Going out for a Haircut, 20 Years Later: The Candidacy of Trenton Jones

NEWARK – It happened 20 years ago on the corner of West End and 18th Avenue.

Trenton Jones was standing on that corner, preparing to go in and get a haircut, when a man pointed a gun at him, and demanded he hand over his cellphone.

Jones hesitated, and absorbed multiple bullet wounds.

“I thought he shot my arm and knee off,” said Jones. “The friend I was with went and told the guys [in the barber shop] that I was in the street, shot. I endured months of therapy, and never got fully back to normal, but I can relate to that song by 50 cent, when he says, ‘I been hit with a few shells and I don’t walk with a limp.’ My body aches sometimes. I dream about it. I live on 18th venue and I hear the cars going by at high speeds at night, the guys in BMWs with ski masks on their faces. I’m aware. I wouldn’t say nervous or scared. What I am is I’m worried about my two boys. They don’t hang out in the street, but some time they cross the street to the store. The first thing I do when I hear about a shooting in the city is I call my boys. It doesn’t mean I think they’re right there. Someone can shoot a bullet that goes astray.”

Or you can be standing on the street corner waiting to get a haircut.

“It traumatized me for a while,” Jones said. “I have scars all over my body. A scar on my stomach. Fragments in arm. A metal rod in my knee. But Newark to me is one of the greatest cities in the world. I  wear this shirt [Love Newark First] with a badge of honor.”

Inspired by Barack Obama’s Audacity of Hope, the Newarker found his way to local politics, ran the 2014 campaign of his friend Shawn McCray, then, on a phone call from former Mayor Sharpe James, went to work as a legislative aide for South Ward Councilman John Sharpe James, and later at-Large Councilman Eddie Osborne.

Now, in a crowded field against Team Baraka and this ally, Recreation Director (and Pastor) Pat Council, Trenton

Team Baraka’s Pat Council.

Jones is running for the South Ward Council seat in the May 10th nonpartisan local election.

People have noticed.

“He’s a worker,” said a South Ward source.

“Politics became a part of me,” said the candidate, in his vibrant campaign headquarters on Bergen Street. “I didn’t want to do politics, but working under two council members gave me the greatest experiences of what we can do and what we can be.”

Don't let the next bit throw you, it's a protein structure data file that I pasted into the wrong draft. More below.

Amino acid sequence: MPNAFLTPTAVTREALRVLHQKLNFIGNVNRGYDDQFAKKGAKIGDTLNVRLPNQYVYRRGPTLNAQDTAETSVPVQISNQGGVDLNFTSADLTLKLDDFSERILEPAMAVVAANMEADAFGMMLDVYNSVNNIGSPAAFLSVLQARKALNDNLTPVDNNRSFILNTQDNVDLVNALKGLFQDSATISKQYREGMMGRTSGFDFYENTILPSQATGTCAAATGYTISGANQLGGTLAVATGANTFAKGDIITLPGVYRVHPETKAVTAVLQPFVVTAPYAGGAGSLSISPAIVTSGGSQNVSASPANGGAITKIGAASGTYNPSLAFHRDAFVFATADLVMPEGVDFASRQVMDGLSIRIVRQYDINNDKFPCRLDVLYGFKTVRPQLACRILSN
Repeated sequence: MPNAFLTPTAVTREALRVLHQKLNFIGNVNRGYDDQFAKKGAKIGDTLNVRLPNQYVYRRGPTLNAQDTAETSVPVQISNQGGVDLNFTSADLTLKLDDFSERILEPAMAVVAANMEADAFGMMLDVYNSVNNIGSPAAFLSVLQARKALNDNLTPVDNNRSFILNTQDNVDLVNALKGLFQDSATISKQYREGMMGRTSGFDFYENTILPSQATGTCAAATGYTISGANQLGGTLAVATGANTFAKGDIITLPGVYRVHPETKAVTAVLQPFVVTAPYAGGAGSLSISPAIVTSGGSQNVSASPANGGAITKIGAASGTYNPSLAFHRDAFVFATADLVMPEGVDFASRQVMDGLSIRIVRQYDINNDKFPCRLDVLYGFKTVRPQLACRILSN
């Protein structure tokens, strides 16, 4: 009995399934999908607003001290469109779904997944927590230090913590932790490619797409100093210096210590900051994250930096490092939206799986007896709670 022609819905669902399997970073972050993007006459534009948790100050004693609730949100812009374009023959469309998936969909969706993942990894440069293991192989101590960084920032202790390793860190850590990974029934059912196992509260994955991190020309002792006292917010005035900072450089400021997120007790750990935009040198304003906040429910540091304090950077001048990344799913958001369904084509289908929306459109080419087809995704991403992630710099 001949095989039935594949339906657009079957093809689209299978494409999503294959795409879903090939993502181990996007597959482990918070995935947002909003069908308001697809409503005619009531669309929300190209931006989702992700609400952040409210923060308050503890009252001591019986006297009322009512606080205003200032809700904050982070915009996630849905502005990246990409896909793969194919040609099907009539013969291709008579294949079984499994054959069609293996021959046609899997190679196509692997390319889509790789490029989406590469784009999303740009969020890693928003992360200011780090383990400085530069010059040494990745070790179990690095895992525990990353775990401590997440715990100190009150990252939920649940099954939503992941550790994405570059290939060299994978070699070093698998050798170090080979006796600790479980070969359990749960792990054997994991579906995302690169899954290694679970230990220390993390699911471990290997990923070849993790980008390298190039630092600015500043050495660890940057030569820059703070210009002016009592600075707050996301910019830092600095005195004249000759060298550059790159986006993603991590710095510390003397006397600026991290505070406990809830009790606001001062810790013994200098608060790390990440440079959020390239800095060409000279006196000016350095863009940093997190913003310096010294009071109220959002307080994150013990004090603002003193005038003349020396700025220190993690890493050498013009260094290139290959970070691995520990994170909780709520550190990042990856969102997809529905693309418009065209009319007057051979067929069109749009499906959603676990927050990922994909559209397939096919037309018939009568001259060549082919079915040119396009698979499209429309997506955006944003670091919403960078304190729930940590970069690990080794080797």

Jones only worked for John Sharpe James for about a year. They had their differences. But he ended up working for Osborne for four and a half years.

Councilman Eddie Osborne

Like John Sharpe James, Osborne is not running for reelection this year.

A grocer – owner of Jabu’s in Irvington – and the father of five children, Jones started a nonprofit, and thrives on organizing community events, including an annual Love Your Community Day, back to school fundraisers, and food drives.

He says he wants to be a more engaged, active and community-minded councilman.

“There are a lot of folks in City Hall who collect the paycheck and don’t do the work,” said Jones. “I have years of experience and I have gone to over 2,000 community meetings. I have heard the anger and frustration of people.

“I think there is some confusion in City Hall over the difference between legislation and administration,” said the candidate. “I think the administration has the mindset of ‘this is what we want,’ but the council needs to be more of ‘we want these things as well’ mentality. I think the administration is driving the agenda.”

Jones wants the council to assume more of its built-in powers, not that he doesn’t see elected officials now who wield appropriate command.

North Ward Councilman Anibal Ramos, right, and Sammy Gonzalez, in gear for ally Amador in 2018.

“I commend [North Ward Councilman] Anibal Ramos,” he said. “He’s doing a tremendous job with his ward. The North Ward has togetherness. A lot of folks call the South Ward ‘the mighty South Ward.’ But we lost a lot of our might.'”

It’s not the fault of the South Ward’s favorite son, Mayor Ras Baraka, in Jones’ judgment.

“First off, I think the mayor is doing the best he can, and he loves his ward. I think the others, such as John Sharpe James – his heart and his commitment weren’t to the community. I believe a councilman needs to walk these streets.”

James, the sitting retiring councilman, endorsed Jones’ rival and Team Baraka member Council to succeed him.

“In 2014, Councilman James had 6,000 votes. He lost 50% of his votes in 2018. John James endorsing

Councilman James

Patrick is meaningless. It more so shines a light on Pat by him accepting it. I wouldn’t take that endorsement. I think that endorsement – and you can quote me – is garbage.”

To be fair, 2018 was not a heavily contested citywide election, and everyone’s vote totals fell considerably, including the mayor’s

Contacted for comment, John Sharpe James said he won every district twice, even those districts occupied by his opponents.